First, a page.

A Hamlet from the 13th. Century
Penketh and Sankey are two villages in the county of Lancashire (transferred to the county of Cheshire in 1974), in northwest England. Penketh and Sankey lie on the northern bank of the River Mersey, between the industrial towns of Widnes to the west and Warrington to the east. Further west on the coast is the city of Liverpool, the port used by many emigrants to the United States and Canada. The county of Lancashire reaches 30 miles inland from the Irish Sea coast, and stretches 75 miles north from the Mersey River. One of the main influences on the early growth of Penketh and surrounding area was the Sankey Canal, the first industrial canal built in Britain and completed in 1757. There was also an important ferry across the Mersey at Penketh, Fiddler´s Ferry.
At the end of the 18th. century Penketh was a small hamlet under Great Sankey consisting of 75 houses, where some 300 inhabitants earned their living from farming or by carrying on trades such as cobbling or carpentry in their own homes. The name Penketh is an old English word probably dating back to before Roman times, made up of the Celtic words “Pen” meaning “end or edge” and “coed” meaning “woods”. The “end of the wood” in this case is Burtonwood, once an extensive forest. One of the first mentions of the Penketh family was William de Penketh who was witness to a charter in 1240. In 1280 Gilbert and Robert Penketh became joint lords of the Manor of Penketh. The Penketh family lived in Penketh Hall from around 1216 to 1624.
The most well-known member of the Penketh family was Thomas Penketh, who died in 1487. He was a friar and Head Hermit of St. Augustine, England. William Shakespeare mentioned Thomas Penketh for his part in the conspiracy with Sir Edmund Shaw to overthrow the English throne in favour of Richard, Duke of Gloucester, who later became Richard the Third.
The Gandy family lived a more ordinary life
Isaac and family lived in Ash Cottage, Greystone Heath, in an area called Hall Nook at the top of Hall Nook Road, the road leading to Penketh Hall. Hall Nook was one of the most rural areas of Penketh in the mid-19th. century and became the playing ground for many of the local children, who used the shelter given by the trees. Surely Isaac played there too. Greystone Heath to the north was occupied by wild donkeys that spent their days grazing on the Gorse bushes. The heath covered a total of 100 acres, which was broken up in 1868 for building. Now all that reminds us of Greystone Heath is Greystone Recreation Ground and Greystone Road. Cobbler´s Square, Chapel Road and Red Lion Lane are also streets linked to the Gandy family. Shoemaking was a cottage industry at this time, people worked at home. Therefore it was an advantage for people in the same trade to live close together. Chapel Road was one such street, named after the Methodist Chapel nearby.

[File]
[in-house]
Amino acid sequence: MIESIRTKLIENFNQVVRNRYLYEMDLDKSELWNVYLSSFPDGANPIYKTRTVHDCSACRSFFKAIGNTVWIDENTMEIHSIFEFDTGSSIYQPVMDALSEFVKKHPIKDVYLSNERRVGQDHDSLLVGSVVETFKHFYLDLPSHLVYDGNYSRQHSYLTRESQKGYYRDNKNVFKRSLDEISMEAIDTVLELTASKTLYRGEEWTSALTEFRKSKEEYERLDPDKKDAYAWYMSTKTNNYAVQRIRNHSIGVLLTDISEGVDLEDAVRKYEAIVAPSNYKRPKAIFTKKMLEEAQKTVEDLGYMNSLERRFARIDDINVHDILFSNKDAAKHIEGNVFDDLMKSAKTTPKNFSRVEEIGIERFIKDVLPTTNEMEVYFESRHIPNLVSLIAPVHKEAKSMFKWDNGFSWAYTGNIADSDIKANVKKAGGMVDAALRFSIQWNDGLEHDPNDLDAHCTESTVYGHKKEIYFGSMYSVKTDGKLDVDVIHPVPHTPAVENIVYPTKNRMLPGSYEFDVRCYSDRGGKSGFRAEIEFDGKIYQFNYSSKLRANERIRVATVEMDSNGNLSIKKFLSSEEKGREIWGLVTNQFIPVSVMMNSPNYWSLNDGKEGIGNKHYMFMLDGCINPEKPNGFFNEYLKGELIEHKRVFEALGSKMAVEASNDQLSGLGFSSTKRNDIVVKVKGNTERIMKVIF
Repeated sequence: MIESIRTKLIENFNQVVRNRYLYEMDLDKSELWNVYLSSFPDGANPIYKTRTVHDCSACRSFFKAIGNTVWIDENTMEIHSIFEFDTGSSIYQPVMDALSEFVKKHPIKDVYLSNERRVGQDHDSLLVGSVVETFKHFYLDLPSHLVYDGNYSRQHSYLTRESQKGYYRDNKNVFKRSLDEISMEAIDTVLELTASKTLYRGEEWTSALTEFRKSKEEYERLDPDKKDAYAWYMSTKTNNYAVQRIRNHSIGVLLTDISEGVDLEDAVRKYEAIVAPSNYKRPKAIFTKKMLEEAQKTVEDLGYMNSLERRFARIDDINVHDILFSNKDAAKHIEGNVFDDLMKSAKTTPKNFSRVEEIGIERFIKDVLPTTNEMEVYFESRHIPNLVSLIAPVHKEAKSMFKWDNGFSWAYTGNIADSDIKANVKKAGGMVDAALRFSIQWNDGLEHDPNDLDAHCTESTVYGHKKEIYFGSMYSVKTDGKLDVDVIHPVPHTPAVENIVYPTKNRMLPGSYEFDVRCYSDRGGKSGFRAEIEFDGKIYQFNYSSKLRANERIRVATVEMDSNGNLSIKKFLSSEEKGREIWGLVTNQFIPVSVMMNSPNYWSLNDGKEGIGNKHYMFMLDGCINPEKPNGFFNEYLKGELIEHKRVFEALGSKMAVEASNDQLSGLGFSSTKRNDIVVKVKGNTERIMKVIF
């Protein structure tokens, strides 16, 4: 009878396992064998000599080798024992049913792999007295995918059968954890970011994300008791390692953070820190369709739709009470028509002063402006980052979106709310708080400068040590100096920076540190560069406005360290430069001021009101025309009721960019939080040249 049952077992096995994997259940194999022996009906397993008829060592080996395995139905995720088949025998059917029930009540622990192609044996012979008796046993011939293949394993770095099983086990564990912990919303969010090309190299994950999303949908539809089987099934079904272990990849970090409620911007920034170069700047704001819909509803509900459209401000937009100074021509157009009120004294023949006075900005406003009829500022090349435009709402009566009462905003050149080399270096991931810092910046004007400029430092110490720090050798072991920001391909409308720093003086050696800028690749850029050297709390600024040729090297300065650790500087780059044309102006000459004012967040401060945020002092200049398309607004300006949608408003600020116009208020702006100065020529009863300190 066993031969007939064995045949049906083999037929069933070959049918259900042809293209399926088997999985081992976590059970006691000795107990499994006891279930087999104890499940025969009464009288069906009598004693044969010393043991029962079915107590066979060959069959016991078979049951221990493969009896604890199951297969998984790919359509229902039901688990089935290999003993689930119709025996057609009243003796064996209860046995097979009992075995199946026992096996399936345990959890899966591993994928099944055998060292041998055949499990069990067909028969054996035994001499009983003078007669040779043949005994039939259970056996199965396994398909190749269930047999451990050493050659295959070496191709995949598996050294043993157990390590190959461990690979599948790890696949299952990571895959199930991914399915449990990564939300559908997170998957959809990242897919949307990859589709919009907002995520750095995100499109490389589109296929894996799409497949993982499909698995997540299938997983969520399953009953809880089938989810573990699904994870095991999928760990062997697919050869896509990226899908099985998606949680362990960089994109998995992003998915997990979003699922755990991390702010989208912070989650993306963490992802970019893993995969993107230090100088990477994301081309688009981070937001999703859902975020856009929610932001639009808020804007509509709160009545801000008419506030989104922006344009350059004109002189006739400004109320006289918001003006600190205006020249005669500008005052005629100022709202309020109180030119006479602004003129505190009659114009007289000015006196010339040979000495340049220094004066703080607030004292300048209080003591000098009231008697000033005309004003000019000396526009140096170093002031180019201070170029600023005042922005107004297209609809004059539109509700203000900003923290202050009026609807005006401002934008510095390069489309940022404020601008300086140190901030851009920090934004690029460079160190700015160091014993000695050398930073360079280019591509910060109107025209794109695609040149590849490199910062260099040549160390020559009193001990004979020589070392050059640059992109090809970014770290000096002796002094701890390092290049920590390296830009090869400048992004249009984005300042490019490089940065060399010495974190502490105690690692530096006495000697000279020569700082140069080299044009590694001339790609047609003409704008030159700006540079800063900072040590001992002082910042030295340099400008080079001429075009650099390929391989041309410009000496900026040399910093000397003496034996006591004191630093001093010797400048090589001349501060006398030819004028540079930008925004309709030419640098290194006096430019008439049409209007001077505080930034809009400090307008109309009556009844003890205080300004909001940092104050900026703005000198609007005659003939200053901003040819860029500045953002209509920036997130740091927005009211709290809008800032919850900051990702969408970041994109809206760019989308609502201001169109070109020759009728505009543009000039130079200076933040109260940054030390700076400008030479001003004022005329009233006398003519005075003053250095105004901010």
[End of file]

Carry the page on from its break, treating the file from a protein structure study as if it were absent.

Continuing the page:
The photograph below shows Cobblers Square on Chapel Road, named after a cobbler named Gandy. In 1861 Edmund Gandy, cordwainer, lived there.
The cottages were demolished in the late 1950’s, with one exception. The cottage on the right is still there.
The current resident (2016) tells me that three cottages were knocked into one house in the mid-1900’s. The original building is from 1740 and is listed (i.e. a legally protected historic building). Today the address is Chapel Road.
The Village of Penketh
Penketh was described a few hundred years ago as running between two Inns or Public Houses: from the Red Lion Inn on Penketh Road to the Crown and Cushion Inn on the corner of Stocks Lane and Farnworth Road. The village stocks (for public punishment) were situated outside the Wesleyan Chapel on Stocks Lane, opposite the Crown and Cushion. The Red Lion Inn played a central role in the life of Penketh. Parish Council meetings were held there and Parish records were stored for over 300 years in the Penketh Chest, which was originally kept in the Red Lion. The documents in the chest included Parish Council minutes, Constable’s accounts, Highway accounts, rates and bills and Poor relief records.
There was also a Quaker Meeting House in the village in Meeting Lane. The Penketh web site contains more information about the history of the village and is illustrated with many old photographs.
The Penketh Historian Benjamin Hobson wrote his Recollections and History of Penketh in 1907, painting a fascinating picture of Penketh village life in the late 19th. century. Benjamin Hobson was the registrar of Births, Marriages and Deaths and a member of the local Wesleyan Methodist Church. The transcript of Hobson´s history, notes and photographs are by Peter Rutherford of Penketh, who has generously allowed me to include his work here.